September natural gas is expected to open 3 cents lower Friday morning at $2.80 as traders discount the extreme storage report of Thursday and concentrate on static supply levels. Overnight oil markets retreated.

The Thursday storage report from a fundamental standpoint was big, really big. It was only the third time since storage data has been kept that a summer withdrawal has been reported. The 6 Bcf storage withdrawal at the end of the day, however, elicited only a half-cent move lower in September futures to $2.834.

“No change,” said Brian LaRose, a market technician with United ICAP. “Bulls need to lift natgas over $3 to revive the up trend. Bears need to push natgas beneath the $2.625-2.591 lows to make a case for a deeper retreat. As long as natgas remains rangebound we are stuck in a holding pattern. Looking for a pop to $3.190 minimum if the bulls can get through resistance. Looking for a drop to $2.500-2.468 minimum if the bears can take out support,” he said in closing comments Thursday.

The lack of market follow-through seems to have ended the patience of some market bulls. “It…appears that some long position holders are throwing in the towel following [Thursday’s] lack of upside price response to what appeared to be a bullish EIA storage figure,” said Jim Ritterbusch of Ritterbusch and Associates in a Friday morning report to clients. “The withdrawal of 6 Bcf…accelerated the contraction in the supply surplus against five-year averages by a whopping 60 Bcf. This dynamic of a reduction in the surplus will be furthered again next week by an additional surplus decline of as much as 30-40 Bcf that would cut the overhang to as low as 425 Bcf. While this is still a large supply excess in absolute terms, the rate of change (second derivative) is still an important bullish consideration that will be limiting downside price follow-through.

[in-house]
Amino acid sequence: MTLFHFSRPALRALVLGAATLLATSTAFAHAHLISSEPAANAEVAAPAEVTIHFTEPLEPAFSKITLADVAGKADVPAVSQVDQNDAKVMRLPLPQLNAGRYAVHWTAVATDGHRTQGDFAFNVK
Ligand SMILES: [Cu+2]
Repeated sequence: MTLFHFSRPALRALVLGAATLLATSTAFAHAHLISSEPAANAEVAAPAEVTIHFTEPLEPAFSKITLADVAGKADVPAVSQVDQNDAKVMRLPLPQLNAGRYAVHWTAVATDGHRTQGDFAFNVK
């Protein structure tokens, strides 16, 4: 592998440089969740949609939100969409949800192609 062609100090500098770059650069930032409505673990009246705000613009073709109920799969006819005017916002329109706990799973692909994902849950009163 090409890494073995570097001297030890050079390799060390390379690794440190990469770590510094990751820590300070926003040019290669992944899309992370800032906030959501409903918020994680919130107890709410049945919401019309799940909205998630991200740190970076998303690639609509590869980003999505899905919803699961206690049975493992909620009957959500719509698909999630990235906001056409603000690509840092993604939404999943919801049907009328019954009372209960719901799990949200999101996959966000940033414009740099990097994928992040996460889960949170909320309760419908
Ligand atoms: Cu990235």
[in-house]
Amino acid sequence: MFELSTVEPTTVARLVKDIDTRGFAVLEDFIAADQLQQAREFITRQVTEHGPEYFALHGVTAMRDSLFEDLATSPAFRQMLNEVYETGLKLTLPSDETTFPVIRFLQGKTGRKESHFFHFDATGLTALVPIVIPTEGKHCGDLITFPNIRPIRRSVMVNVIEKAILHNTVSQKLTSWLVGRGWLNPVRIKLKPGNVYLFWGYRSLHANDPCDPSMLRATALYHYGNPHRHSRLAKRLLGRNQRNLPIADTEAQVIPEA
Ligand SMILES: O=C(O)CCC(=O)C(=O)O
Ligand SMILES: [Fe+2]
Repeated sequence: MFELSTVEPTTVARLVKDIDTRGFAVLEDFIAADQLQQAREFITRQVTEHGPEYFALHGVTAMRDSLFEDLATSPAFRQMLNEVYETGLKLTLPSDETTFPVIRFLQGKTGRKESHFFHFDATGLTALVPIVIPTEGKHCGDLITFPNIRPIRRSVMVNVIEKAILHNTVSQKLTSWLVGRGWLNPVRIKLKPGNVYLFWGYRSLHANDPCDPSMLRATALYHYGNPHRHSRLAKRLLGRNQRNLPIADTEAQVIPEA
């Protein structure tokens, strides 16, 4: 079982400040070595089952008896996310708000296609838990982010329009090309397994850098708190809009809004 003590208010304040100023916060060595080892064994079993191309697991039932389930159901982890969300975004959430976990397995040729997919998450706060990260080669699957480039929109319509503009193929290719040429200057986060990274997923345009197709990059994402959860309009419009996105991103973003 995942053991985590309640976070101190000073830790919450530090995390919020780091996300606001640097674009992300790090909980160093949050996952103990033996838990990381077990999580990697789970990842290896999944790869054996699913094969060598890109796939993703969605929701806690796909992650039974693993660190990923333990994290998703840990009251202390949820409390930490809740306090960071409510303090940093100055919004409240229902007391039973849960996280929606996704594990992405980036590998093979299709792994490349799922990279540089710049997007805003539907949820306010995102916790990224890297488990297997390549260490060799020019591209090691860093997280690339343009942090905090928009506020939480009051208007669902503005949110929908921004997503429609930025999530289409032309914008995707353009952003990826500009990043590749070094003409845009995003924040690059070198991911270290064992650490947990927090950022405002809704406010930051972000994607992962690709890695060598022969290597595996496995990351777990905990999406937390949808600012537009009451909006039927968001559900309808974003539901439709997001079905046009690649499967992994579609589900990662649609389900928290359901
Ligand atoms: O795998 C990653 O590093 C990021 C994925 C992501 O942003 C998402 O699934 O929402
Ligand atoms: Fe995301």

“On the flip side, we will reiterate that upside price possibilities will remain restricted by the bearish influence of a sizable storage surplus that exists amidst rising production that could emanate from this summer’s upswing in the rig counts. The rise in the oil rigs now appears to be translating some leveling in shale production in upping the possibility that associated natural gas production could prove stronger than widely perceived. Unless this factor receives an offset in the form of a major hurricane event into the GOM, the output factor could begin to slow the decline in the surplus.

“Overall, this market still looks like a standoff from our perspective as both the bulls and the bears appear to possess equally strong arguments. In sum, a range bound trade is still anticipated.”

The closely watched employment report from the US Labor Department revealed non-farm payrolls increased by 255,000 during July, well above the 185,000 expected by economists. The unemployment rate remained flat at 4.9%.

In overnight Globex trading September crude oil fell 24 cents to $41.69/bbl and September RBOB gasoline shed a half cent to $1.3630/gal.